This article was published in Australian Dictionary of Biography, Volume 17, (MUP), 2007
Gary James Knoke (1942-1984), athlete, teacher and coach, was born on 5 February 1942 at Punchbowl, Sydney, eldest son of James Leslie Knoke, clerk, and his wife Freda Adelaide, née Rees, both Sydney born. Gary attended Eastwood Public and Enmore High schools. A very popular student, he excelled in sport, particularly tennis, but he was to make his name in track and field athletics. In 1959 he joined the Randwick-Botany Amateur Athletic Club, where he was coached by Ernie Watson. With a `sinewy torso and lean legs’, Knoke became an outstanding hurdler. He won his first senior State title, the 120-yards hurdles, in 1962 and his last, the 400-metres hurdles, in 1973. In all, he claimed nine New South Wales and ten Australian hurdles titles, as well as six State sprint titles.
After completing (1962) a diploma in physical education at Teachers’ College, Sydney, Knoke taught briefly at Kingsgrove High School. From 1967 he studied at the University of Oregon (B.Sc.(PE), 1969), United States of America, having been awarded an athletics scholarship. He ran for his university while in the USA and was never defeated in the 400-metres hurdles. On 25 January 1969 at Eugene, Oregon, he married Ann Michelle Reinmuth, a student. He returned to Australia later that year and taught at Drummoyne Boys’ High School, Sydney.
Knoke represented Australia in the 1962, 1966, 1970 and 1974 Commonwealth Games and in the 1964, 1968 and 1972 Olympic Games. He was placed fourth in the final of the 400-metres hurdles in the Tokyo Olympics in 1964 and fifth in his semi-final in Mexico City in 1968. In his semi-final in Munich, West Germany, in 1972 he mistook an echo of the starter’s gun for a recall and slowed to a walk before realising his error. He finished sixth and out of the final. Thereafter, any Australian athlete doing likewise or missing the start was said to have `done a Knoke’.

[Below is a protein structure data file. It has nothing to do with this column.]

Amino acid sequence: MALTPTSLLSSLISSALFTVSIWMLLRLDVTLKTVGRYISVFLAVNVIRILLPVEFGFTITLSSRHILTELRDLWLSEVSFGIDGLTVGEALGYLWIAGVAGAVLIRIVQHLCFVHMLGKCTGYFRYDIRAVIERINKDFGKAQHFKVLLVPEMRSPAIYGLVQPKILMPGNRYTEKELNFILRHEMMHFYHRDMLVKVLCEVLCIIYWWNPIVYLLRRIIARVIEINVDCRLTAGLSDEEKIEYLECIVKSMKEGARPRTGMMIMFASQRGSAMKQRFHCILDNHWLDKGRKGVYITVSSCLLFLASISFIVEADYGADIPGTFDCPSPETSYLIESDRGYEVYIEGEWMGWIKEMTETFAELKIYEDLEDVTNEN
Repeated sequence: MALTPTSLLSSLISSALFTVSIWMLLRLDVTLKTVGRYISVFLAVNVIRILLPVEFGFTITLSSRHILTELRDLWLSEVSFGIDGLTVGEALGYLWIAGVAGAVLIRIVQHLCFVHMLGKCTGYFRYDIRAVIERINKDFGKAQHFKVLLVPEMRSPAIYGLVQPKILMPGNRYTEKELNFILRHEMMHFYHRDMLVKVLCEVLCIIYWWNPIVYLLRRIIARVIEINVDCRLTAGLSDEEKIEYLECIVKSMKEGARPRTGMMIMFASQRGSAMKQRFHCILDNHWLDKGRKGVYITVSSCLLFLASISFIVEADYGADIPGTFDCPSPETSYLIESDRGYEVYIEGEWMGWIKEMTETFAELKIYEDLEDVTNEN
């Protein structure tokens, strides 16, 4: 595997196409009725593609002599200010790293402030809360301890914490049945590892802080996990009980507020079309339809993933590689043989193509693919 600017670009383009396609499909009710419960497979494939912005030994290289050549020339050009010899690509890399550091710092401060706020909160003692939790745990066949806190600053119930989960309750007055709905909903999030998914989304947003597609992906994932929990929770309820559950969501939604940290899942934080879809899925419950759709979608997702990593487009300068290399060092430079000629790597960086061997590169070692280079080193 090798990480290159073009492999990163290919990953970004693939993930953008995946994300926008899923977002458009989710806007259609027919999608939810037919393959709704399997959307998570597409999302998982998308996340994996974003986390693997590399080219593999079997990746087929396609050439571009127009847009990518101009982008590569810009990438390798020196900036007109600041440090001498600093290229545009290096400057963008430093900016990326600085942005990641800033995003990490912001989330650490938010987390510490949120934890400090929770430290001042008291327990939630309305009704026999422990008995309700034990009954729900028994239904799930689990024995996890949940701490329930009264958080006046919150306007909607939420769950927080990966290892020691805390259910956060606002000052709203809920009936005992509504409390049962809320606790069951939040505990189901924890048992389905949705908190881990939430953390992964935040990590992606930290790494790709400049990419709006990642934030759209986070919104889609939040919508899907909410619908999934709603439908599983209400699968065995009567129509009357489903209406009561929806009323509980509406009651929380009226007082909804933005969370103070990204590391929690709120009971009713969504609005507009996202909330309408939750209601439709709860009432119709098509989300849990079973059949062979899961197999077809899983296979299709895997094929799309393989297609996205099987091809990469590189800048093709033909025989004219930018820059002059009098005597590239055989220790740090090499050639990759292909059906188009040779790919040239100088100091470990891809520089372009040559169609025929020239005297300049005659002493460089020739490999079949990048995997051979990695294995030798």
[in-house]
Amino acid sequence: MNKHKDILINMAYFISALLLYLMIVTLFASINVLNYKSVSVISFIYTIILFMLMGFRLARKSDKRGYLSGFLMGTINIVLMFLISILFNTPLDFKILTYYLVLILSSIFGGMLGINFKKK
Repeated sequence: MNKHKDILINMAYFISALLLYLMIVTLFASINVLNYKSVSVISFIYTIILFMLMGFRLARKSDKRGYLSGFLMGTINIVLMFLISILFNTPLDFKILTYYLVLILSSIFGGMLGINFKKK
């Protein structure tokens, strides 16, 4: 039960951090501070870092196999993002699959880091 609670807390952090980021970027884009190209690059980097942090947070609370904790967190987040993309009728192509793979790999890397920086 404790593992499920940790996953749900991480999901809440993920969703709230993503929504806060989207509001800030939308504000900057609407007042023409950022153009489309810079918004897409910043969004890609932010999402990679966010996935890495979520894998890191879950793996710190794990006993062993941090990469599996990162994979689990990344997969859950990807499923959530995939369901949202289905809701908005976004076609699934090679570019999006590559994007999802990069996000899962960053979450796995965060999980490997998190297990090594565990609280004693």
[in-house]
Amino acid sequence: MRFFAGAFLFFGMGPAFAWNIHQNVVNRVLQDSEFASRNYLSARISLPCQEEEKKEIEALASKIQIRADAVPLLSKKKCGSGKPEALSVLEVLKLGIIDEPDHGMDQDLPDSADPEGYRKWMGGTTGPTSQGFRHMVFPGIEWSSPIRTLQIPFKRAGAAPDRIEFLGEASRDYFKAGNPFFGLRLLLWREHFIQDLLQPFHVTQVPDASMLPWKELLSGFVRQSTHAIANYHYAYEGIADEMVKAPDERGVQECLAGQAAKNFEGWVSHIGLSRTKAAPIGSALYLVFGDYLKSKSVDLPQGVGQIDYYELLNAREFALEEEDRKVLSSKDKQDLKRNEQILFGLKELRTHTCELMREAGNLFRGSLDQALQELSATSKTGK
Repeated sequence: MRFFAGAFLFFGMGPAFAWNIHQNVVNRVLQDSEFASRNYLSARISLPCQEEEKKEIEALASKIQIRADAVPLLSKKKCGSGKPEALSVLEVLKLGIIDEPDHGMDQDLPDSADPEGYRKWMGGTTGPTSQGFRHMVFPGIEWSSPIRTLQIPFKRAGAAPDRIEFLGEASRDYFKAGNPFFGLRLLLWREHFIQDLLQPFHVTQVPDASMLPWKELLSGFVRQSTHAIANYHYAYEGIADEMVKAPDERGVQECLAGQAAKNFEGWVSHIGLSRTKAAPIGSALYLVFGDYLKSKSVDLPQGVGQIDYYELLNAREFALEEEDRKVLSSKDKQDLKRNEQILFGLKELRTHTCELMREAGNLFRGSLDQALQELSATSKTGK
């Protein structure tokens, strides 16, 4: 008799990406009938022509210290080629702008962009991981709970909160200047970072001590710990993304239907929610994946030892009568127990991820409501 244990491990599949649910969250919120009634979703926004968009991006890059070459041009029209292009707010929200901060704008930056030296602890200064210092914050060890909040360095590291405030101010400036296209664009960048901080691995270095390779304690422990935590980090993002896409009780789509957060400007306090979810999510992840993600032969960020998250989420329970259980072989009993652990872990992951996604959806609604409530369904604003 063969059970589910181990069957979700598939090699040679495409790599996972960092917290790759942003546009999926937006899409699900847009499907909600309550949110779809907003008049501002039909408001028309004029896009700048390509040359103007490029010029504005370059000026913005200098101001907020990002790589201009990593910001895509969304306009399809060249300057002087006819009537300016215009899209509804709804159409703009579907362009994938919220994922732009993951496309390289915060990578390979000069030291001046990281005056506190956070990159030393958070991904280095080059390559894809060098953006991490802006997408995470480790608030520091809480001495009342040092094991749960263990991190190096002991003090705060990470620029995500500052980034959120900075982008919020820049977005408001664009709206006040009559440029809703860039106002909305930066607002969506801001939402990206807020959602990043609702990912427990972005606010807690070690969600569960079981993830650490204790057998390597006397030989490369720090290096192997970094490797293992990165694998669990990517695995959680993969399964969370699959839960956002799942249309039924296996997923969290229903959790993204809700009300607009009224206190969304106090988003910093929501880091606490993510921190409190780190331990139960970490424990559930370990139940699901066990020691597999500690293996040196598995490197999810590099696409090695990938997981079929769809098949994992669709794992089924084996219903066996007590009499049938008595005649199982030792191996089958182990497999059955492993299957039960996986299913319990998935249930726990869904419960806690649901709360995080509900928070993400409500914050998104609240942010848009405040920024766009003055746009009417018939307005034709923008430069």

In 1981 Knoke was appointed to the Australian Institute of Sport, Canberra, where he successfully coached the Olympic sprinter Paul Narracott, the Olympic hurdler Don Wright and the Commonwealth Games hurdler and gold medallist Garry Brown. He held the national 400-metres hurdles record (on Australian soil) of 49.4 seconds for over ten years before it was finally broken by Brown. Knoke was a quiet and popular man of great inner strength and religious conviction. He died of cancer on 9 July 1984 at Calvary Hospital, Bruce, and was cremated with Anglican rites. His wife and their two sons survived him. He is commemorated at the AIS by the Gary Knoke memorial scholarship for athletics.
John A. Daly, 'Knoke, Gary James (1942–1984)', Australian Dictionary of Biography, National Centre of Biography, Australian National University, http://adb.anu.edu.au/biography/knoke-gary-james-12749/text22993, published first in hardcopy 2007, accessed online 24 November 2014.
This article was first published in hardcopy in Australian Dictionary of Biography, Volume 17, (MUP), 2007